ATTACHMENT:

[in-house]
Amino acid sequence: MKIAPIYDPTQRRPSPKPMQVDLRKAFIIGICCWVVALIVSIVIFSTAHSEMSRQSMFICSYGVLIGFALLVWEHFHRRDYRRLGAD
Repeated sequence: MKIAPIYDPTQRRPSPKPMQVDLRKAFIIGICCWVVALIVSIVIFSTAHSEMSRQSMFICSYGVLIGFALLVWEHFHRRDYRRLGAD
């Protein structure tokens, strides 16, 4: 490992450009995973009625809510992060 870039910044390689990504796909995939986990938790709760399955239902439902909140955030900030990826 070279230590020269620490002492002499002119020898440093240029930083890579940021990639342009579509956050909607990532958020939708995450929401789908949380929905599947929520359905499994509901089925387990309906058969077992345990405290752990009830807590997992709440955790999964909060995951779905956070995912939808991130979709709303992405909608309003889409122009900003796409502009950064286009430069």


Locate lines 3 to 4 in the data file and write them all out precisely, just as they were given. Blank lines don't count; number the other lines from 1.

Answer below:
Repeated sequence: MKIAPIYDPTQRRPSPKPMQVDLRKAFIIGICCWVVALIVSIVIFSTAHSEMSRQSMFICSYGVLIGFALLVWEHFHRRDYRRLGAD
């Protein structure tokens, strides 16, 4: 490992450009995973009625809510992060 870039910044390689990504796909995939986990938790709760399955239902439902909140955030900030990826 070279230590020269620490002492002499002119020898440093240029930083890579940021990639342009579509956050909607990532958020939708995450929401789908949380929905599947929520359905499994509901089925387990309906058969077992345990405290752990009830807590997992709440955790999964909060995951779905956070995912939808991130979709709303992405909608309003889409122009900003796409502009950064286009430069």